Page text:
English edit

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Etymology edit

From French essart from Vulgar Latin exsartum.[1]

Pronunciation edit

  • IPA(key): /əˈsɑː(ɹ)t/
  • (file)
  • Rhymes: -ɑː(ɹ)t

Noun edit

assart (countable and uncountable, plural assarts)

  1. Forest land cleared for agriculture.
  2. (law, obsolete) The act or offence of grubbing up trees and bushes, and thus destroying the thickets or coverts of a forest.
    • 1607, John Cowell, The Interpreter: or Booke Containing the Signification of Words[1], Cambridge: John Legate:
      [] an assart of the Forest, is the greatest offence or trespasse of all other, that can be done in the forest, to vert or venison, containing in it as much as waste or more. For whereas the waste of the Forest, is but the felling and cutting downe of the couerts, which may grow againe in time: an assart, is a plucking them vp []

Verb edit

assart (third-person singular simple present assarts, present participle assarting, simple past and past participle assarted)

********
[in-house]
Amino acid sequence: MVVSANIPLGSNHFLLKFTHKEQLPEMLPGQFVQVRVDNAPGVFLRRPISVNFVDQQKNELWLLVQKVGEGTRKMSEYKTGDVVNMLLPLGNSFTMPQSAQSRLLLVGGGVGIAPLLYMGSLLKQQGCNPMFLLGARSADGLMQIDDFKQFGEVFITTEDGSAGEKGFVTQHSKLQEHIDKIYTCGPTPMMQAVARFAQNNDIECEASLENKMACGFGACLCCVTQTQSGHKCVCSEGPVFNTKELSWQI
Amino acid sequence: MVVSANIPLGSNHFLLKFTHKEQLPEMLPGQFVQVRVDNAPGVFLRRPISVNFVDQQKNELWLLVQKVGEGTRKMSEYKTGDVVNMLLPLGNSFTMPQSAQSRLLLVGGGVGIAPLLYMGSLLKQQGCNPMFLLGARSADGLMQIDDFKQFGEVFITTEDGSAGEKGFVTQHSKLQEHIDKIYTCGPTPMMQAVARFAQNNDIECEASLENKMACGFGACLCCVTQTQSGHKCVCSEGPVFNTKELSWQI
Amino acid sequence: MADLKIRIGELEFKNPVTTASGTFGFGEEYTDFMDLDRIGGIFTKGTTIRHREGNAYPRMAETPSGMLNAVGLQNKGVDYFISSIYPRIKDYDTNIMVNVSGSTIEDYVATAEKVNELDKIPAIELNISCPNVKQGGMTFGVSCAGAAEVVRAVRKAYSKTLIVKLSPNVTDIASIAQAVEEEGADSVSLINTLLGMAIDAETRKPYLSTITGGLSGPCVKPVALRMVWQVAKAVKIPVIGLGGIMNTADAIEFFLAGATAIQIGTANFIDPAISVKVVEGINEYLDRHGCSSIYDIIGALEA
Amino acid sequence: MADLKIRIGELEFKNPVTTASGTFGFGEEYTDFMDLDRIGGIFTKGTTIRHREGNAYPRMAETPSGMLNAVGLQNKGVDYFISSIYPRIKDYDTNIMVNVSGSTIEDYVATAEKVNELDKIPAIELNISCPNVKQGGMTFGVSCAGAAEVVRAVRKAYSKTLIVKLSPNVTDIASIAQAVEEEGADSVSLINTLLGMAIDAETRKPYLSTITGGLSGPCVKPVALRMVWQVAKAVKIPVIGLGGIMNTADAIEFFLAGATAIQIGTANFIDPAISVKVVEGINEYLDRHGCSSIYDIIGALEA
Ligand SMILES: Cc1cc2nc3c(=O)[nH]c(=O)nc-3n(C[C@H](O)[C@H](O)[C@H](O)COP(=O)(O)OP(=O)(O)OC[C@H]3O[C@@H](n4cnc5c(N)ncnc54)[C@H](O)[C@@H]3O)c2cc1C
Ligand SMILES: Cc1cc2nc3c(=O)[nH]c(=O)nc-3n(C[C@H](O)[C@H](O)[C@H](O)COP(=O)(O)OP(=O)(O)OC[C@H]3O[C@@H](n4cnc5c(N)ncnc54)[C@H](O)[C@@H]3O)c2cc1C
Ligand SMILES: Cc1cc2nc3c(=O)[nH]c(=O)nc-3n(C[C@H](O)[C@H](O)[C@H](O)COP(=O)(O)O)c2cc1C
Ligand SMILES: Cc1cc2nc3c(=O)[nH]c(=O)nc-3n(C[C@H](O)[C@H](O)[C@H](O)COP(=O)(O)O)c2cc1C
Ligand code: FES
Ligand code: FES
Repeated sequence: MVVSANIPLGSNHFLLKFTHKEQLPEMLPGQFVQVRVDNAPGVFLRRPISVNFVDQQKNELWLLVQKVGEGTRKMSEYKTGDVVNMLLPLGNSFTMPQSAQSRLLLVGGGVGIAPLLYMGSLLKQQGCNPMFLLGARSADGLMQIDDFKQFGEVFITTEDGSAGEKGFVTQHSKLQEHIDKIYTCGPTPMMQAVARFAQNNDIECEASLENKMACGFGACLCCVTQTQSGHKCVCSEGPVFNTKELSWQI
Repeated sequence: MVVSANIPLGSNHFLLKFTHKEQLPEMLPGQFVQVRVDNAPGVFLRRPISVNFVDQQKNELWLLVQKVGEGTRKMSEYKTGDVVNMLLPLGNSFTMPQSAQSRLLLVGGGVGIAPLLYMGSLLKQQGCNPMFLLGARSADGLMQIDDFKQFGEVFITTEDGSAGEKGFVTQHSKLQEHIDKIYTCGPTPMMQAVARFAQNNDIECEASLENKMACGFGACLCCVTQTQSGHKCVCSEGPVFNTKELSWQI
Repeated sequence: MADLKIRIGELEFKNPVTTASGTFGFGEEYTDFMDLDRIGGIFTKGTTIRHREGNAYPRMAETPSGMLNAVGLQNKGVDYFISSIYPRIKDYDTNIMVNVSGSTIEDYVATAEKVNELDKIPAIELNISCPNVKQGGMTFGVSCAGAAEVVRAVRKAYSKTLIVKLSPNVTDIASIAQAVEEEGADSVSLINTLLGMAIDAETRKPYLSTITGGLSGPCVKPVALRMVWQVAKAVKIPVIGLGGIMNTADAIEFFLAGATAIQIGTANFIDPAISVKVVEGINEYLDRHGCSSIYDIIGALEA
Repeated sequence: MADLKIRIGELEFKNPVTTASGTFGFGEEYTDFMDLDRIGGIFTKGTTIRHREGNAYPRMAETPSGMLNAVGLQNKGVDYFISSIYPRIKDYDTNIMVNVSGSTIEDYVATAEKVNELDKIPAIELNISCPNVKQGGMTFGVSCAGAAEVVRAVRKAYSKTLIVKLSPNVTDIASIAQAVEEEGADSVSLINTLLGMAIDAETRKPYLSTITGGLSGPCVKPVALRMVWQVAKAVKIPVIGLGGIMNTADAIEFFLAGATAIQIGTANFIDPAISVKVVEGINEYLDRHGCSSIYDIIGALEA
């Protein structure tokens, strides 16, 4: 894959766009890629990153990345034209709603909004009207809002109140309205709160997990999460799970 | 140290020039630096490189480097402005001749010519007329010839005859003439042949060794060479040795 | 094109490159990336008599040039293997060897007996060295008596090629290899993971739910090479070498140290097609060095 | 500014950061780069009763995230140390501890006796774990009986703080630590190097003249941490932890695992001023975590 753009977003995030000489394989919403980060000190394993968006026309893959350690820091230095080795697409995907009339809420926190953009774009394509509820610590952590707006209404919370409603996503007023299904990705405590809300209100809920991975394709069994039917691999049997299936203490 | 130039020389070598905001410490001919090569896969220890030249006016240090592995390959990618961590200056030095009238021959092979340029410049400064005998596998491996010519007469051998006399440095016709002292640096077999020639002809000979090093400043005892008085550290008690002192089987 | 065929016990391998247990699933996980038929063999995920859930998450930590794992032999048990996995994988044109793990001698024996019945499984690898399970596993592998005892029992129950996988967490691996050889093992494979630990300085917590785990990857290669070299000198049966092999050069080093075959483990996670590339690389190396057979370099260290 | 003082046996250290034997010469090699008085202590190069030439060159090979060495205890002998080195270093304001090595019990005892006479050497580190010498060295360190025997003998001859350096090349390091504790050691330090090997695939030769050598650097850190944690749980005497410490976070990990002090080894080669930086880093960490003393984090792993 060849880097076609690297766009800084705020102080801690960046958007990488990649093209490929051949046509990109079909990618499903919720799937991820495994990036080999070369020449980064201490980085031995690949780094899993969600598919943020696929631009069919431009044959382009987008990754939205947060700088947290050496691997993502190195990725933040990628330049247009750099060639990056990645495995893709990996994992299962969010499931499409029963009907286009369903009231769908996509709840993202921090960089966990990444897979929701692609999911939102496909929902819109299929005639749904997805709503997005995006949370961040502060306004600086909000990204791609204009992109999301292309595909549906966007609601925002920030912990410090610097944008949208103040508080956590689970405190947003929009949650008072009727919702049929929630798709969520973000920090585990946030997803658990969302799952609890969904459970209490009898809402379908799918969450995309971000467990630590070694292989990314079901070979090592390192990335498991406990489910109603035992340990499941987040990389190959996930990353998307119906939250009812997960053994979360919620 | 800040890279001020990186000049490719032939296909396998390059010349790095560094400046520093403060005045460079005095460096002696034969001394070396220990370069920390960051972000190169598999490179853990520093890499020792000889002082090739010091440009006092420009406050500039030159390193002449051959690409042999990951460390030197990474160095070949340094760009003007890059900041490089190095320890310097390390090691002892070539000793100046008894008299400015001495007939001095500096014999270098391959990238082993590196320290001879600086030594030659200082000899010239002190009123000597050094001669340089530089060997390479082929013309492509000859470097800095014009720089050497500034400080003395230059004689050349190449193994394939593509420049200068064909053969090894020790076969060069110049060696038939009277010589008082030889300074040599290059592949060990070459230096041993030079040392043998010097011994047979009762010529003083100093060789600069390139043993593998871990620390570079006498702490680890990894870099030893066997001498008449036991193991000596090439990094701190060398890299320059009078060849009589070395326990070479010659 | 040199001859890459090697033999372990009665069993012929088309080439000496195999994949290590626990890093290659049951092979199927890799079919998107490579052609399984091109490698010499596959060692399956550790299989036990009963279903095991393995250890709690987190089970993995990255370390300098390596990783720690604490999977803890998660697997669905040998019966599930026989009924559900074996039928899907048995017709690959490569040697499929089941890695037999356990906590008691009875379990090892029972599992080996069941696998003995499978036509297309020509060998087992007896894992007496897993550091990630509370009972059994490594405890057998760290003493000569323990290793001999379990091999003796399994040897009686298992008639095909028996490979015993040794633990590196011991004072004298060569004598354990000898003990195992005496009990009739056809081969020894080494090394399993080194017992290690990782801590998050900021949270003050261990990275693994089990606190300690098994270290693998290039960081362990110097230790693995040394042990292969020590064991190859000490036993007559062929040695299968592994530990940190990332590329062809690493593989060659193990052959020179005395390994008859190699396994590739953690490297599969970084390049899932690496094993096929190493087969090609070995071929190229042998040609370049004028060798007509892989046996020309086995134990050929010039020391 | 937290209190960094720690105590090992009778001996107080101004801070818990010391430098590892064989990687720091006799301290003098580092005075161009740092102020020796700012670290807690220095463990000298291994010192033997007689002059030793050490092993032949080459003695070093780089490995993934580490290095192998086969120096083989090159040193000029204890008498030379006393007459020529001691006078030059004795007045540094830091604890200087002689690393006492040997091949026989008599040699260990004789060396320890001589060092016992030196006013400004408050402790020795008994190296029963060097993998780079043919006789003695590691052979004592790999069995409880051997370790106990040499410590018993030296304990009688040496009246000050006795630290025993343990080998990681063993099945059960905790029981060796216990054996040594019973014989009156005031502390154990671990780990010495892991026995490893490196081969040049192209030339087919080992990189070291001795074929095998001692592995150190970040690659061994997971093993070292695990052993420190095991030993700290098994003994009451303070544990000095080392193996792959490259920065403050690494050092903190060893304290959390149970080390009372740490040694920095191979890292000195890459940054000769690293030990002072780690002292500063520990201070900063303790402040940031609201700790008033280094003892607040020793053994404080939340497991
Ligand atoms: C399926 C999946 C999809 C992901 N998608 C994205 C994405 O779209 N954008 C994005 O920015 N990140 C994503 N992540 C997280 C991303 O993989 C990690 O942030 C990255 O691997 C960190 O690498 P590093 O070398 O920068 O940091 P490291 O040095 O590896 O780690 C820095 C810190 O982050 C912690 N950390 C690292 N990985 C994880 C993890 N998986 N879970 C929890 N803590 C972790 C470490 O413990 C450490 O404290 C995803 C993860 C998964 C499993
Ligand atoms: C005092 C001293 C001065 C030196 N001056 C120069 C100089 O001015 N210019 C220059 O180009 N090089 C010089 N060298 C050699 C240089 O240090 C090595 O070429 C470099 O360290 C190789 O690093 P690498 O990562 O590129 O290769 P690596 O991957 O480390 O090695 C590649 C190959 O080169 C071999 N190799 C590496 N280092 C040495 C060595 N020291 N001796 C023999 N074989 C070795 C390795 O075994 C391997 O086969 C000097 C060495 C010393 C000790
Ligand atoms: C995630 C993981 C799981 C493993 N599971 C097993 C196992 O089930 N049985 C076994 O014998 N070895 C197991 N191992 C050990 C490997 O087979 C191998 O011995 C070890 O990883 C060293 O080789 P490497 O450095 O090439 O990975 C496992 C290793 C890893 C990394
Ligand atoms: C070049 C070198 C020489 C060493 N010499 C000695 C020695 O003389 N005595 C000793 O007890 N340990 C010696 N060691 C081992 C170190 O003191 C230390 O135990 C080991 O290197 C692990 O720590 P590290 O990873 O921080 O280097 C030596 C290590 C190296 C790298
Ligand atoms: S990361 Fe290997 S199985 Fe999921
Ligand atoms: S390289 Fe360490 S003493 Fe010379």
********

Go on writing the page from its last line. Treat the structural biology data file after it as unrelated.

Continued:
1. To clear forest land for agriculture; remove stumps.
    • 1661, Thomas Blount, Glossographia[2], London: George Sawbridge:
      [] if a man sue out a Licence to assart his grounds in the Forest, and to make it several for Tillage, then it is no offence.
    • 1775, John Ash, The New and Complete Dictionary of the English Language, London: Edward & Charles Dilly, Volume I,[3]
      ASSART v.t. [] To clear away wood.

See also edit

References edit

  1. ^ essart”, in Trésor de la langue française informatisé [Digitized Treasury of the French Language], 2012.

Anagrams edit